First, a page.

Primo libro delle canzoni
Girolamo Frescobaldi, 1628, 1634
While Frescobaldi spent time in Milan
before beginning work in Rome in 1608, an anthology of Canzoni per sonare con ogni sorte di stromenti
(Wikimedia Commons) (“Canzonas to Play for All Kinds of Instruments”) was published in Venice by Alessandro Raverii. It included works for ensembles of between four and sixteen instruments, among them numbers by Gabrieli, and three by Frescobaldi himself.
Not until 1628 did his own collection of music for instrumental ensembles appear. That year, he met Ferdinando II de’ Medici,
Duke of Tuscany, and dedicated his Primo libro delle canzoni (“First Book of Canzonas”) to him.
In November, Frescobaldi was excused from his position at Saint Peter’s, and moved to Florence as Ferdinando’s court
organist (or, according to some documents, as maestro di capella). In 1634, however, he was back in Rome
(Wikimedia Commons) after an offer from Cardinal Francesco Barberini, whose uncle was now Pope Urban VIII. He returned to his job at St. Peter’s but received various additional pensions and support from his new patron, whose private musical organization employed such others as Kapsberger and Virgilio Mazzocchi, younger brother of Domenico.
Frescobaldi’s Canzoni appeared in three separate versions, bracketed by his time in Florence. The original partbooks were published by Robletti in Rome in 1628, the edition intended for Ferdinando de’ Medici. The same year, a version in partitura (score) was prepared by Fresdobaldi’s pupil Bartolomeo Grassi and published by Paolo Masotti which, although containing essentially the same works, received more care. Grassi affixed names to some of the canzonas in honour of various Roman patrons. The third version was published in Venice in 1634, and includes, in addition to some new works, extensive revisions and alterations to the earlier numbers.It is no great surprise to find that Frescobaldi’s canzonas are rather more conservative and contrapuntal than similar works in contemporary collections. He was after all, working in Rome, where dramatic monody was given a cooler reception than it received in the north. Moreover, Frescobaldi had already published keyboard canzonas in his 1615 collection of ricercars, classic works that treated specific soggetti in various ways, particularly imitative. Thus even in the instrumental canzonas for soloist, the bass is more likely to participate with a contrapuntal line than might otherwise be expected.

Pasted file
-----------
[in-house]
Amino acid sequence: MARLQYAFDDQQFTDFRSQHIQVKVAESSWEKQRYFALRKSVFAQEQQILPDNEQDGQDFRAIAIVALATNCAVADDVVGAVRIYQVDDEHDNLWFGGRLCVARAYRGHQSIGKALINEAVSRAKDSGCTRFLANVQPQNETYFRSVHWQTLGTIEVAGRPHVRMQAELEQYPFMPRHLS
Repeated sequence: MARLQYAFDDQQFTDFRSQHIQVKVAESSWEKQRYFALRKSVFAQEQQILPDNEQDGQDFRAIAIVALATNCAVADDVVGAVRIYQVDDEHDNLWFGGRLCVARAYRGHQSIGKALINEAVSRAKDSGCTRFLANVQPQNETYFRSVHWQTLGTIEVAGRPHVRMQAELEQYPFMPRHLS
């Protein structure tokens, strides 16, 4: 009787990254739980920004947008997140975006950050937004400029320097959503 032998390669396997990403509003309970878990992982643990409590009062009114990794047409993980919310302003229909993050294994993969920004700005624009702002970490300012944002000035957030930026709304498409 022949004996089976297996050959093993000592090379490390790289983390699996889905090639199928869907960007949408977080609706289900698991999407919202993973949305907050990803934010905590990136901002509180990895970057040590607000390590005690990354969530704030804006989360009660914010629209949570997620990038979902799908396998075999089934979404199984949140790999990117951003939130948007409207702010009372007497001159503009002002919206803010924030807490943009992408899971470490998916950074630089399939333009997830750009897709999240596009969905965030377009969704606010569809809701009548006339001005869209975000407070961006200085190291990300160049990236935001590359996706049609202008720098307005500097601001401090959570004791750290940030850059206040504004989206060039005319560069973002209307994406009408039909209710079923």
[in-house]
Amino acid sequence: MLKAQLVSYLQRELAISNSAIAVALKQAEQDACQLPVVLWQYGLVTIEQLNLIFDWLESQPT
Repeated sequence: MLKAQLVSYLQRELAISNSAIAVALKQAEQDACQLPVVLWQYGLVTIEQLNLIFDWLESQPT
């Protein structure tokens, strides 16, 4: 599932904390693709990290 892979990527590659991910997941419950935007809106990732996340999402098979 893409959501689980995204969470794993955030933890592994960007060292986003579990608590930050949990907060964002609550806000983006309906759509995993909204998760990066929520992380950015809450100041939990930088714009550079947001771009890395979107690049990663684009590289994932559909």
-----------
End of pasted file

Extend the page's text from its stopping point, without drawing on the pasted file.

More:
Obviously as the number of voices increases, so does the contrapuntal complexity, while the opportunities for flashy passaggi diminishes.
There are the conventional works sopra Rugier and sopra Romanesca, albeit with more contrapuntal texture and less monodic dramaturgy. On the other hand are the remarkable canzonas for what otherwise would be considered unorthodox combinations of instruments, such as two basses, or two basses and canto. Conditioned as we are to the early Baroque soprano–bass dichotomy, these can at first be difficult, but repeated listening brings its own rewards.